The benefits of yoga practice can impact both mental and physical health.

Yoga — a centuries old art and science designed to support health, healing and happiness for people of all abilities and backgrounds — is now practiced by over 36 million people in the U.S. According to the 2016 Yoga in America study, another 80 million residents are interested in trying yoga for the first time. And the numbers are likely to grow.

What is yoga?

While there are many variations and practices of yoga, all share a common intention: to help an individual realize their full potential as a human being. For some, yoga is a physical practice that helps build strength, increase flexibility, release tension and heal from injury or illness. For others, yoga is training for the mind, and helps to improve concentration, reduce stress and bring balance to our emotional states. Still others view yoga as a practice for the soul, nourishing the aspects of ourselves that help us become more generous, kind, compassionate and giving.

Functionally, yoga is a life philosophy that supports humankind, not a religion, and is thus complementary to any faith or belief system. The practices of yoga come from ancient and modern India. Yoga was introduced widely to America in the late 1800s and became popular when a wave of Indian teachers came to the U.S. in the 1960s and 1970s. Since that time, U.S. yoga has continuously evolved and found new ways to reach more people. Beyond the settings of studios, homes and community centers, yoga can now be found in schools, hospitals, senior centers, universities, prisons, offices and organizations.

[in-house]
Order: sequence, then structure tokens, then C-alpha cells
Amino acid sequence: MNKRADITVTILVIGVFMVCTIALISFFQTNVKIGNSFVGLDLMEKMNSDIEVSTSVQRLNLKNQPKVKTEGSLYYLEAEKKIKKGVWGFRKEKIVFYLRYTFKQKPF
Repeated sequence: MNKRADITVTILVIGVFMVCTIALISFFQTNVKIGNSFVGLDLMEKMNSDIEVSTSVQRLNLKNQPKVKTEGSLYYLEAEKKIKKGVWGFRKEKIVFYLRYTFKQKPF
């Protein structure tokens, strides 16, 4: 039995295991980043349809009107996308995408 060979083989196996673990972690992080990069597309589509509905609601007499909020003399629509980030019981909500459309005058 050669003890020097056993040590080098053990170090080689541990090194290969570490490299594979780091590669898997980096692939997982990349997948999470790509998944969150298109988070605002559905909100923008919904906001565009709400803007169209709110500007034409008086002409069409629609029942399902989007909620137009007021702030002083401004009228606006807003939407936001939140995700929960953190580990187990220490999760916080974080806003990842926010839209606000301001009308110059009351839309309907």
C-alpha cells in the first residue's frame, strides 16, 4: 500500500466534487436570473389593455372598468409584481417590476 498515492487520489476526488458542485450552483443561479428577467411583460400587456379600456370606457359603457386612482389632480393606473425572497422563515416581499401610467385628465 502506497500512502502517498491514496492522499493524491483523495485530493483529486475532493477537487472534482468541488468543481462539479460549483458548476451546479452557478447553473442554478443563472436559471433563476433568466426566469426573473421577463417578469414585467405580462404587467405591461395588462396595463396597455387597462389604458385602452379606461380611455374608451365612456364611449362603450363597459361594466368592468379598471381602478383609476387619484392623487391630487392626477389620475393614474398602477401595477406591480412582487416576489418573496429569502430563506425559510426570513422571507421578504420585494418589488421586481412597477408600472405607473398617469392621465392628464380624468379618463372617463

What is the appeal of yoga?

Each person comes to yoga with unique intentions and yoga is intended to meet every person exactly where they are in life. Because there is no “right” or “wrong” way to practice yoga, it is welcoming to everybody who wants to try it. Yoga is also widely accessible. Most people report that they practice yoga in their homes, and you really don’t need any fancy equipment, a gym membership, a studio pass or even a yoga mat to participate (though a qualified teacher is essential). Also, there are so many different styles and types of yoga that one is likely to fit your individual needs. For example, if you want to do yoga postures as just a workout, there are a variety of ways to practice “asana” ― the postures ― to help you move your body. If you want to improve your ability to manage stress, there are breathing practices, mindfulness exercises and relaxation techniques that can be used instead of, or in addition to, the postures. And if you want to sing, chant, study texts or otherwise work to open your heart to your loved ones and all those around you, there are practices that will inspire, elevate and nourish your soul. But what makes yoga different from basic exercise, dance class, Pilates, barre or simple deep breathing? The magic of yoga lies in the linking ― the union of bodily movement with the breath and with non-judgmental self-awareness, and with an attitude of self-discovery.

What are the benefits of yoga?

The National Center for Complementary and Integrative Health states that a carefully adapted set of yoga poses may reduce lower back pain and improve function. Other studies also suggest that practicing yoga might improve quality of life; reduce stress; lower heart rate and blood pressure; help relieve anxiety, depression, and insomnia; and improve overall physical fitness, strength and flexibility. Many yoga practitioners have shared that an added benefit of yoga is feeling part of a community of positive, kind and compassionate people. While the effects of yoga are distinctly different for every practitioner, the most important thing to remember is that yoga is about the experiment, and not the outcome. The best thing to do is try it for yourself, and see what it does for your own body, mind and spirit.

How to choose a class that is right for you